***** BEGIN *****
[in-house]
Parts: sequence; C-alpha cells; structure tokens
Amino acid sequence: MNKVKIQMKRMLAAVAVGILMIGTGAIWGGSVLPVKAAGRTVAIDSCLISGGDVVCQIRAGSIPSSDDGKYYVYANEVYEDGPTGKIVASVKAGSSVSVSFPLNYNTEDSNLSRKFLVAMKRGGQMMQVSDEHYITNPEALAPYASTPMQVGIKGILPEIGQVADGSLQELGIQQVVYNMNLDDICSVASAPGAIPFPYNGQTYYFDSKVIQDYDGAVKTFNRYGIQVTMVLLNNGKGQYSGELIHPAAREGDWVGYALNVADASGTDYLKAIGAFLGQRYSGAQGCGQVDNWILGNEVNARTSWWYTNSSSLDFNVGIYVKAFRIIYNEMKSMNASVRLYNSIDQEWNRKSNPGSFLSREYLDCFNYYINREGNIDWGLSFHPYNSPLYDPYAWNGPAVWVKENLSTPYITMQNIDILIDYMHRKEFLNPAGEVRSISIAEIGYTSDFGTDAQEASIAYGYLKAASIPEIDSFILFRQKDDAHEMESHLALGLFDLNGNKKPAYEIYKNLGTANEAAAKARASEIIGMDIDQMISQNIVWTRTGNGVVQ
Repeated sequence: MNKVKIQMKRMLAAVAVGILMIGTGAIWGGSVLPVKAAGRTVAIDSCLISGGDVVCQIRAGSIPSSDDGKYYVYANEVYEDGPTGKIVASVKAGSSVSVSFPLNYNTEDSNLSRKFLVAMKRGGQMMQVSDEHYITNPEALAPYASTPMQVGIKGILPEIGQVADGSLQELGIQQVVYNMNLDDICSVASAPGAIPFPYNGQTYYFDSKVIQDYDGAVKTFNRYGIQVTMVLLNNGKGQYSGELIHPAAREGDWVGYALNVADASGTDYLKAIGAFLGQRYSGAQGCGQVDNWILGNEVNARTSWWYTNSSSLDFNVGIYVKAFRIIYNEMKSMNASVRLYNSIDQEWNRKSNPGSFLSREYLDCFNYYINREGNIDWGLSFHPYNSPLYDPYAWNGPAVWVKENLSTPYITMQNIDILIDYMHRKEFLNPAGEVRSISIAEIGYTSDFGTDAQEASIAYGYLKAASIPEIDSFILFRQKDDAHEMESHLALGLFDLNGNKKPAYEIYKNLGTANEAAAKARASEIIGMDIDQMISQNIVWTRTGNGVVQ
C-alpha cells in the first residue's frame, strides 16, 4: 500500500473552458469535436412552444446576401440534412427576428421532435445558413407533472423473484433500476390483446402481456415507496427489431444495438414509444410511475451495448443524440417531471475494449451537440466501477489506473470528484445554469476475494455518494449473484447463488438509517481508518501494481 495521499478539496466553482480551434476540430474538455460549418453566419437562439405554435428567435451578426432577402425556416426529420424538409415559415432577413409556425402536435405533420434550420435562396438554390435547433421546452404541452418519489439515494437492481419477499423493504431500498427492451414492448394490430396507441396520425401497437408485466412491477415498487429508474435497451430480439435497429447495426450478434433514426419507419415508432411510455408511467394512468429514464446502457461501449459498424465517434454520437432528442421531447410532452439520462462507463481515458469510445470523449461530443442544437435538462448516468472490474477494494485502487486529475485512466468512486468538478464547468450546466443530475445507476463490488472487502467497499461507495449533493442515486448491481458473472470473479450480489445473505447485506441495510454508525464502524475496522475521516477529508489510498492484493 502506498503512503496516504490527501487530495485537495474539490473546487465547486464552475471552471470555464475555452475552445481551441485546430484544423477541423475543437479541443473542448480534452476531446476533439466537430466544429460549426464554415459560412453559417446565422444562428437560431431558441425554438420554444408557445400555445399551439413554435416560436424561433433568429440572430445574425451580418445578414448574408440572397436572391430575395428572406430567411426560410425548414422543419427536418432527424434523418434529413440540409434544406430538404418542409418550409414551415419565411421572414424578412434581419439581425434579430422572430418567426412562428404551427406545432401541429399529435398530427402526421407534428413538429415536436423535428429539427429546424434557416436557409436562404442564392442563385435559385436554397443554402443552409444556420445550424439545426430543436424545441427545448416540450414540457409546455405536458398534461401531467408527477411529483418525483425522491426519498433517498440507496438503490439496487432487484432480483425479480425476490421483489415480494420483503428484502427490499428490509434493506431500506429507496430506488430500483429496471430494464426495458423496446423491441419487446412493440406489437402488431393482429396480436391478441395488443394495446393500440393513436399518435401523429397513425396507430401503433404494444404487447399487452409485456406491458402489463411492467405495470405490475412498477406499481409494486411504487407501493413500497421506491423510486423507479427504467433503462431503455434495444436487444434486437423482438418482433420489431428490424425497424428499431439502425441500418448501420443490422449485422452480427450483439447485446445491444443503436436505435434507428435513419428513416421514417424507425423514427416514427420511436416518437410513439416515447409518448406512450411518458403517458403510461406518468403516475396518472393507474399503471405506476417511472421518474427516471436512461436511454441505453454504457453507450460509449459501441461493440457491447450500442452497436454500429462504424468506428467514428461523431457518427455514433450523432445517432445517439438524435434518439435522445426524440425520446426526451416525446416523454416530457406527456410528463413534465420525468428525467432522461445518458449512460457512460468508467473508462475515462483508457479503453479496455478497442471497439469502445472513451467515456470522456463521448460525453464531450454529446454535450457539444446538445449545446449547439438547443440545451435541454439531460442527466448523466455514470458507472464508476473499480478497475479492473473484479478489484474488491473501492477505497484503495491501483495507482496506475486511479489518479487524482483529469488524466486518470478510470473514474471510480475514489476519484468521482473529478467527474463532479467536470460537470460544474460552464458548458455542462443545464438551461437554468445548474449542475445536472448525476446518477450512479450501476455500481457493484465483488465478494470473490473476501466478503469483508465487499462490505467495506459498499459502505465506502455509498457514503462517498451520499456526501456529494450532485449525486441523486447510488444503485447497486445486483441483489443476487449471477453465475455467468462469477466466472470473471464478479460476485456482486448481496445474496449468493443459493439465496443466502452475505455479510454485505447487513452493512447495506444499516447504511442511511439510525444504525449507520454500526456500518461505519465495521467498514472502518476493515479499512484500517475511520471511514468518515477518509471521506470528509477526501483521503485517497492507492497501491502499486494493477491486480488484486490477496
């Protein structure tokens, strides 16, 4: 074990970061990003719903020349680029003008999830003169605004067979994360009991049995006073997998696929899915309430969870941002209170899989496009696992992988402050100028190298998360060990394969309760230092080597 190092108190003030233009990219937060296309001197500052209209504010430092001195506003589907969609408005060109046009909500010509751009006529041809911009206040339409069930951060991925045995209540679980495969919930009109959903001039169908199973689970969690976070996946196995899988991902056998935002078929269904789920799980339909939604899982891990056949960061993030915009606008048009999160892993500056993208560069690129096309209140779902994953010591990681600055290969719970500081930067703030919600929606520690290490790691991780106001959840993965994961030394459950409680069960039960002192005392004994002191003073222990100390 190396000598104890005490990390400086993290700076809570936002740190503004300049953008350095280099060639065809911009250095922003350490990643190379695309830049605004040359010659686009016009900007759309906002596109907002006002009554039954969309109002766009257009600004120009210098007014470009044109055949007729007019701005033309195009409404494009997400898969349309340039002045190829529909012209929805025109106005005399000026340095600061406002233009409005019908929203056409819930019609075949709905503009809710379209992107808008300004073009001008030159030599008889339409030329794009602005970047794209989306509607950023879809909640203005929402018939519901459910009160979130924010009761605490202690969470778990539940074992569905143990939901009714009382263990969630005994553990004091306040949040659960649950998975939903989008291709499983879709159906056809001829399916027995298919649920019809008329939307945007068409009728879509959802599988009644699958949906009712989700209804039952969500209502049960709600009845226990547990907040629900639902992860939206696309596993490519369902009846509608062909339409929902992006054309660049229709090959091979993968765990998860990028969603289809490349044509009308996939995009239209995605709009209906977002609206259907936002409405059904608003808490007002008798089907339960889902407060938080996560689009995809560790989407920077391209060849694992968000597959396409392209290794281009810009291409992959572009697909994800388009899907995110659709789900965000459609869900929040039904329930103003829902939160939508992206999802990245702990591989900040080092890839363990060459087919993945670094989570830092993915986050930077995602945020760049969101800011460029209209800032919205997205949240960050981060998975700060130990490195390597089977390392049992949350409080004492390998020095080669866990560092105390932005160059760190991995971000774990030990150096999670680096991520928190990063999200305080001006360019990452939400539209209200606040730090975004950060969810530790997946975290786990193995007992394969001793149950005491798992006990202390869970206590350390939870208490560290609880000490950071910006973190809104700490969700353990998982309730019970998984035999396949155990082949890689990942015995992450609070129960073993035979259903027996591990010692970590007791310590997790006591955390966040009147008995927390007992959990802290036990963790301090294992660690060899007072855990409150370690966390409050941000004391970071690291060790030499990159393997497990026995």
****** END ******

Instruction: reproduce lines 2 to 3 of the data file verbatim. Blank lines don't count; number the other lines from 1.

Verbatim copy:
Parts: sequence; C-alpha cells; structure tokens
Amino acid sequence: MNKVKIQMKRMLAAVAVGILMIGTGAIWGGSVLPVKAAGRTVAIDSCLISGGDVVCQIRAGSIPSSDDGKYYVYANEVYEDGPTGKIVASVKAGSSVSVSFPLNYNTEDSNLSRKFLVAMKRGGQMMQVSDEHYITNPEALAPYASTPMQVGIKGILPEIGQVADGSLQELGIQQVVYNMNLDDICSVASAPGAIPFPYNGQTYYFDSKVIQDYDGAVKTFNRYGIQVTMVLLNNGKGQYSGELIHPAAREGDWVGYALNVADASGTDYLKAIGAFLGQRYSGAQGCGQVDNWILGNEVNARTSWWYTNSSSLDFNVGIYVKAFRIIYNEMKSMNASVRLYNSIDQEWNRKSNPGSFLSREYLDCFNYYINREGNIDWGLSFHPYNSPLYDPYAWNGPAVWVKENLSTPYITMQNIDILIDYMHRKEFLNPAGEVRSISIAEIGYTSDFGTDAQEASIAYGYLKAASIPEIDSFILFRQKDDAHEMESHLALGLFDLNGNKKPAYEIYKNLGTANEAAAKARASEIIGMDIDQMISQNIVWTRTGNGVVQ